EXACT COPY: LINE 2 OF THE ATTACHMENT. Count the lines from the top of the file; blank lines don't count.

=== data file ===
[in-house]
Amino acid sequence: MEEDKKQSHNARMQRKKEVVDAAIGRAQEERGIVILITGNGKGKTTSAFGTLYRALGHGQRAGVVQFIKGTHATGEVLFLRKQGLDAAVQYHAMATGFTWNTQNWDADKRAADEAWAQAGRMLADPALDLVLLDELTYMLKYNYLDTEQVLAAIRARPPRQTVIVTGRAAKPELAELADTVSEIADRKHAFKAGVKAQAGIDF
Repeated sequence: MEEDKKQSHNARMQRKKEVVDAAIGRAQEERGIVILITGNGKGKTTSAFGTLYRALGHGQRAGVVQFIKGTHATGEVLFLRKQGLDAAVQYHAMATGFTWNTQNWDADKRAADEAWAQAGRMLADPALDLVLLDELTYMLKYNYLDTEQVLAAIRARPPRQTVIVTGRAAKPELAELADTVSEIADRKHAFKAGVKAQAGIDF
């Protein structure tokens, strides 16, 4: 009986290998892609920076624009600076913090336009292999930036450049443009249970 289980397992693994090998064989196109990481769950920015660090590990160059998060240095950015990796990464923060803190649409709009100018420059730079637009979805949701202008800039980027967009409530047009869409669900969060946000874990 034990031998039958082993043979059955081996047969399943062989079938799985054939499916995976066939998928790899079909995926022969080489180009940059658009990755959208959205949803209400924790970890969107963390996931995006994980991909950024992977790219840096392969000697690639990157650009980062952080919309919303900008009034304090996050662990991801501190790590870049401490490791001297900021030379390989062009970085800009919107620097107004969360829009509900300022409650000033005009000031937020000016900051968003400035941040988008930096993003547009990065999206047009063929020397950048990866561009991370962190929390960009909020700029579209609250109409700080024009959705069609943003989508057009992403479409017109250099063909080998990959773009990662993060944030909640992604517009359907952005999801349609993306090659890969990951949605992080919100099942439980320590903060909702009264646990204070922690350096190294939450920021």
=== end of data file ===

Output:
Amino acid sequence: MEEDKKQSHNARMQRKKEVVDAAIGRAQEERGIVILITGNGKGKTTSAFGTLYRALGHGQRAGVVQFIKGTHATGEVLFLRKQGLDAAVQYHAMATGFTWNTQNWDADKRAADEAWAQAGRMLADPALDLVLLDELTYMLKYNYLDTEQVLAAIRARPPRQTVIVTGRAAKPELAELADTVSEIADRKHAFKAGVKAQAGIDF